Information Minister, Kojo Oppong Nkrumah says the current economic challenges facing the country demand urgent action rather than calls for government to publicly render an apology for the tough times.

It follows government’s backtrack on its insistence not to take Ghana back to the International Monetary Fund (IMF) in the face of the economic downturn.

In March 2022, Ken Ofori-Atta announced that the government will not go to the IMF but rely on a domestic economic recovery plan; however, being unable to meet its growth targets with the plan, the government is now going to the IMF for support.

The news has been received with mixed feelings, with government receiving backlash from Ghanaians over what they feel is the government’s poor handling of the economy.

“I don’t think it’s about an apology or no apology. It’s about dealing with the realities of the situations in front of us. The reality of the situation is that, we have a twin crisis that has exacerbated our domestic challenges”, he said on the Citi Breakfast Show.

Government says its ‘primary reason’  for Ghana’s return to the International Monetary Fund (IMF) is the COVID-19 pandemic and the Russia-Ukraine war. 

Explaining further, Kojo Oppong Nkrumah said, Ghana’s economy was performing comparatively better but was fraught with some major macroeconomic distortions, thereby throwing the economic buffers created off gear.
He also attributed the current situation to the recent economic downgrade by international rating agencies.

“The domestic programme which would have enabled us to deal with it has had its own challenges. The president has asked that we open the IMF window and start engagement with the fund. Let’s give ourselves the opportunity to go through it,” he added.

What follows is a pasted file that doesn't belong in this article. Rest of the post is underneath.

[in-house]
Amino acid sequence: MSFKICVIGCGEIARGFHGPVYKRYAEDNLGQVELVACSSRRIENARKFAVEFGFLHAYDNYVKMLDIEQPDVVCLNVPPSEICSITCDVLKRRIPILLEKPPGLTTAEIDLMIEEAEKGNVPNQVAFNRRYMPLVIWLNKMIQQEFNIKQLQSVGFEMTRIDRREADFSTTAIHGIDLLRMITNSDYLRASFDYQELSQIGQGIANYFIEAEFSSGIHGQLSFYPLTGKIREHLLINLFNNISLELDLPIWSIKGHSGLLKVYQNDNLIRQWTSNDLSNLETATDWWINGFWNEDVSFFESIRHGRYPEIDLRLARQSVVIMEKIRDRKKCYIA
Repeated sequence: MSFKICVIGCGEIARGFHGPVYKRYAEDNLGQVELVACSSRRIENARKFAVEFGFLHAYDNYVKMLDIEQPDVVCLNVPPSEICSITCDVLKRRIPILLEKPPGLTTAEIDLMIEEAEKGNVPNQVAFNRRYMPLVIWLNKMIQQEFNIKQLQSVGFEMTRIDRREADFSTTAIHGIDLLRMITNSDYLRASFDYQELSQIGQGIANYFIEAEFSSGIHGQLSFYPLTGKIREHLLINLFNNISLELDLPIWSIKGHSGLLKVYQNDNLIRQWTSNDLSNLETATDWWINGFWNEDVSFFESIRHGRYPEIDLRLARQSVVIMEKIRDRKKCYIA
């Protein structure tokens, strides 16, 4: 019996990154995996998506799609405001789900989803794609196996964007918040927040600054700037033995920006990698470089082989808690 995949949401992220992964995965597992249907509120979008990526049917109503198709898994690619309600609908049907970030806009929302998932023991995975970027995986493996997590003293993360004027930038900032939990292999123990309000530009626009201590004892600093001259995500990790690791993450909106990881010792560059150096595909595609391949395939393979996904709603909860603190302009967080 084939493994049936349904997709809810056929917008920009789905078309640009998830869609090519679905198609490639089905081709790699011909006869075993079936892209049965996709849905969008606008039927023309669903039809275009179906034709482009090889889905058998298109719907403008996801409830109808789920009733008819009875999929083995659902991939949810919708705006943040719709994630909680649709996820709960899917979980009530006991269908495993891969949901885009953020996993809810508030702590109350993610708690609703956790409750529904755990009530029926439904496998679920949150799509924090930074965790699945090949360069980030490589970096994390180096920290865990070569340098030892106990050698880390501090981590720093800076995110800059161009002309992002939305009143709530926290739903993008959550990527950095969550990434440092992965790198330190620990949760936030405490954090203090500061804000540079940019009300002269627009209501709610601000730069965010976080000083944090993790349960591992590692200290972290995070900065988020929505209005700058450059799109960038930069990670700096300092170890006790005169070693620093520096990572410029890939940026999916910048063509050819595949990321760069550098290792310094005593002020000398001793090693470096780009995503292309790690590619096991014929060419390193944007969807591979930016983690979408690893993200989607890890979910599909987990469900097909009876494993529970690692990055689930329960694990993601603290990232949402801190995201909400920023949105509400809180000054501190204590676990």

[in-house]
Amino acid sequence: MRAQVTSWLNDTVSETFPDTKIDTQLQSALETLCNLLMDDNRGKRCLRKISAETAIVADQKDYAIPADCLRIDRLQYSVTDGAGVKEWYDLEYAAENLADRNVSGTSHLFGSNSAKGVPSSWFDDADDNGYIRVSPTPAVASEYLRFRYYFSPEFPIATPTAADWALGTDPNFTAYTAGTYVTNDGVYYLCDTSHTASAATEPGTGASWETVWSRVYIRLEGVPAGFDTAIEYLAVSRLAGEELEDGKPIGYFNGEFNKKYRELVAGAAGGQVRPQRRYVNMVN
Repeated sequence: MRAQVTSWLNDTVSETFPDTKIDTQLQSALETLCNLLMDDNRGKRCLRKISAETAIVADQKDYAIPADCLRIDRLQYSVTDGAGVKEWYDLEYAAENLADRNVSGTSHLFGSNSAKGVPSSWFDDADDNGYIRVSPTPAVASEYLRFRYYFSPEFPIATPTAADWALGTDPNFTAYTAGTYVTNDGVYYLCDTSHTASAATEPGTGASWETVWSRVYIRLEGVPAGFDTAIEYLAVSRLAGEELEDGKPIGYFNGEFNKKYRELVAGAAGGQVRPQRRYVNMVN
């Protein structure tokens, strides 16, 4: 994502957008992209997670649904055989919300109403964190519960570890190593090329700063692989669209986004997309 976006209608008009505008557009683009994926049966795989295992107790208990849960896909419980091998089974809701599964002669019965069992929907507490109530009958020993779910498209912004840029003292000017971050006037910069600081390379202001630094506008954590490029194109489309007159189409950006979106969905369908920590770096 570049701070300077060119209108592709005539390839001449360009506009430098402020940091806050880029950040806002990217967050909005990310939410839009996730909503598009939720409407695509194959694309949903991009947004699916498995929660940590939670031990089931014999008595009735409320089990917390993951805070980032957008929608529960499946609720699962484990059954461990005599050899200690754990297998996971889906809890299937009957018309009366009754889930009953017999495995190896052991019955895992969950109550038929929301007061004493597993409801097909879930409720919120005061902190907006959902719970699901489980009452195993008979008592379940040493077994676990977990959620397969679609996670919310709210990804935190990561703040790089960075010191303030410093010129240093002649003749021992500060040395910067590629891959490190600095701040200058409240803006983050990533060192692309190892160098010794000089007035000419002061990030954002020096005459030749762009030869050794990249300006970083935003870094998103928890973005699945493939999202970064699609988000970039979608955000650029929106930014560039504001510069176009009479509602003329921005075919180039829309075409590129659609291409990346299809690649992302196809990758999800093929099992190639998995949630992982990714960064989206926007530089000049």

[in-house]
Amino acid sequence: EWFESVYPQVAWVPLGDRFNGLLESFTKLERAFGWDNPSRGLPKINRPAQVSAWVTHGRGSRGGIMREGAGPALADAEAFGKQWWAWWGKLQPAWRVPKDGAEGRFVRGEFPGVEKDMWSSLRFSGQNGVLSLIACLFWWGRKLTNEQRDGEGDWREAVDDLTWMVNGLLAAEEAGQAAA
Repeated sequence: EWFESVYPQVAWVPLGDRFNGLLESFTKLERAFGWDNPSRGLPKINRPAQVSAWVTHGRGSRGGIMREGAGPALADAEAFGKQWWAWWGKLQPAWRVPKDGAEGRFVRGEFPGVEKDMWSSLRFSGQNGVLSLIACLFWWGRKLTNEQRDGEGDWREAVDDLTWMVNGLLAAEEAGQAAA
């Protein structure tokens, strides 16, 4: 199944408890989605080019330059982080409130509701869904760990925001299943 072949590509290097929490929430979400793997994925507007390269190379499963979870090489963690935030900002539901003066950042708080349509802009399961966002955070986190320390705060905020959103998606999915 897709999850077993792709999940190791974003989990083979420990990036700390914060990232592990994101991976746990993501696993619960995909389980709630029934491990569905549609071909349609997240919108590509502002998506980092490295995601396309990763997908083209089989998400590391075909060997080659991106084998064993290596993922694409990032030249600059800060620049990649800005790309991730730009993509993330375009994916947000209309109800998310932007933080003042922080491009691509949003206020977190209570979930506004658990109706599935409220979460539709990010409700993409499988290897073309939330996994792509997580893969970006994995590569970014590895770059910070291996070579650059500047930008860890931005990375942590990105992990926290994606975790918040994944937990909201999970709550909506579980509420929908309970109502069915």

The Ministry of Information on Friday, July 1, 2022, announced that President Akufo-Addo had given approval for Ghana to begin engagements with the IMF for a bailout.

The Information Ministry said the Minister for Finance, Ken Ofori-Atta will be leading the negotiations with the IMF in the coming days.

This will be the 17th time Ghana is going to the IMF for help. The 16th time was under the John Mahama administration in 2015 and ended in 2019.

“The Fund is not a single bullet to answer all the questions that we have, but if they can come to support the program that we have on the table. The President has made that decision, and we have started putting in place the mechanisms”, Mr. Oppong Nkrumah added.  

Should Ofori-Atta resign or not?

On calls for Finance Minister, Ken Ofori-Atta to resign or be fired for supposedly running the economy aground, Oppong Nkrumah said “I think it’s a fair” request but not necessary at the moment.

“The [Finance] Minister is [only] responsible for fiscal policy. He had earlier expressed a view supported by government that it is better to use domestic measures to deal with some of these challenges than to find yourself in a situation where you need external help of this nature. Unfortunately, the domestic measures have been challenged. At the time they’ve been challenged, there’s a twin global crisis that is biting hard. Any president that is feeling the pain of his people, would explore what options work best. This is the window the president wants us to open and engage with to deal with the short-term problem but at the same time deal with the bigger economic problem.”

“People think the Finance Minister is responsible for the economy. The Minister of Finance is responsible for fiscal policy, and the Bank of Ghana is responsible for monetary policy. The real sector, and broader economic policy, sit with the president, he has an economic management team under him. The president was the one who spoke to the fund’s managing director on the phone.”

Source: citifmonline